Dressed in pajamas,  Mathew, age 11, and Mychelle, age 8, lay side by side in bed. Their skulls and faces had been beaten to a pulp. Mark had placed their favorite toys beside them: a doll with blond curls, a teddy bear, a video game and some Boy Scout patches.


Kill me if you can

 

Beside their bodies were Mark's handwritten notes."I give you Mathew Barton, my son, my buddy, my life. Please take care of him."

Another said: "I give you Mychelle Barton, my daughter, my sweetheart, my life. Please take care of her."


In the living room police found a computer print-out directing them to the body of Leigh Ann Barton. Mark said he had killed her Tuesday night and killed the children on Wednesday night (the day before the workplace shootings).


He admitted the murders resembled those of his first wife and mother-in-law, but adamantly denied killing them. "There's no reason for me to lie now," he wrote.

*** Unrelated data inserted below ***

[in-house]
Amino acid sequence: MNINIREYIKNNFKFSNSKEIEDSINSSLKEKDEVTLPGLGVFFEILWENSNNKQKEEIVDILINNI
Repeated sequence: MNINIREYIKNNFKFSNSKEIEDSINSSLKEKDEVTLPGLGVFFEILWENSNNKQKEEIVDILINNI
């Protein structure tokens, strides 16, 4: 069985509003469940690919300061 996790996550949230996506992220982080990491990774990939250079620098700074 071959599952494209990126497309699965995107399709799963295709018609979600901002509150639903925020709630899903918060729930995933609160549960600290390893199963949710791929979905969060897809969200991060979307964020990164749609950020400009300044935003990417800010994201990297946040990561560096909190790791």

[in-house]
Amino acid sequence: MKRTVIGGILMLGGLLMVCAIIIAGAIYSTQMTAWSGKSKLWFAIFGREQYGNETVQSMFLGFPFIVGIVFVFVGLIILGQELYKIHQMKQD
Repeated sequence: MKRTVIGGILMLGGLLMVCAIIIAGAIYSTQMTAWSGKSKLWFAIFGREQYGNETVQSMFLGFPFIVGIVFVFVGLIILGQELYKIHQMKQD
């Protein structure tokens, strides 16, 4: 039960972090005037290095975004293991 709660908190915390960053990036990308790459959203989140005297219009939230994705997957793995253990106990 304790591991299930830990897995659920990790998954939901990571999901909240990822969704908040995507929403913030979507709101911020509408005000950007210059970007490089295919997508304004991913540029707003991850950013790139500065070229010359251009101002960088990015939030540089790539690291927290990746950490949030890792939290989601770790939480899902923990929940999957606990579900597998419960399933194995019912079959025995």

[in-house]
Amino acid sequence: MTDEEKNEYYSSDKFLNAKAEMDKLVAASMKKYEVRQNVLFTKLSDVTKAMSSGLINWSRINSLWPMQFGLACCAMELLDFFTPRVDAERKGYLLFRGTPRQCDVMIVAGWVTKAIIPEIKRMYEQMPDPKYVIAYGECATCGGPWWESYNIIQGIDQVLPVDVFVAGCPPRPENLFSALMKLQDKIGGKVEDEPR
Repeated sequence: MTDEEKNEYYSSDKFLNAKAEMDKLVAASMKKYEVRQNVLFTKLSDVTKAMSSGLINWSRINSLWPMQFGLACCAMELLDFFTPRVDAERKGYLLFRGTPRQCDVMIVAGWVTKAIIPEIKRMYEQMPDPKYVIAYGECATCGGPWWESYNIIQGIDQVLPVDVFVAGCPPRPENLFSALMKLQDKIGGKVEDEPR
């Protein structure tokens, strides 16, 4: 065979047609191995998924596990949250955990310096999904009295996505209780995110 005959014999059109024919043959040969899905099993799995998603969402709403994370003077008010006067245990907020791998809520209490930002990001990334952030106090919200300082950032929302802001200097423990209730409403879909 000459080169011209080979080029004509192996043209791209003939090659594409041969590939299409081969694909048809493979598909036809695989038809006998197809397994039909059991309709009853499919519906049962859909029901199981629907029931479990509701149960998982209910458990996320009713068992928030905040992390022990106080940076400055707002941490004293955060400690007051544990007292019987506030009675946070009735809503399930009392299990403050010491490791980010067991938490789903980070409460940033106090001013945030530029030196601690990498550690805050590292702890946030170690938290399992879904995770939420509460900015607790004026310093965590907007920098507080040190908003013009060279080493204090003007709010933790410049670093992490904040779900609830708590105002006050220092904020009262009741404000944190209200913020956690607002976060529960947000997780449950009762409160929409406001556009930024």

Why did he kill his children? He feared they would inherit his mental illness. He killed his wife because "she was one of the main reasons for my demise. I have come to hate this life and this system of things. I don't plan to live very much longer. Just long enough to kill as many of the people that greedily sought my destruction." The note ends: "You should kill me if you can."


 A dark past


Born in 1955, Mark was the only child of an Air Force worker stationed in Germany. His parents later moved to Sumter, SC. He was intelligent but emotionally distant and ostracized by his peers. However, he excelled in math and science, and was a National Merit Scholarship Finalist. As a teenager, he began taking drugs and was hospitalized several times for overdoses.


His drug use continued during his first year at Clemson University. He was arrested for burglary but put on probation. After suffering a breakdown, he underwent drug therapy and psychiatric treatment. In 1979, he graduated from the University of South Carolina with a degree in chemistry.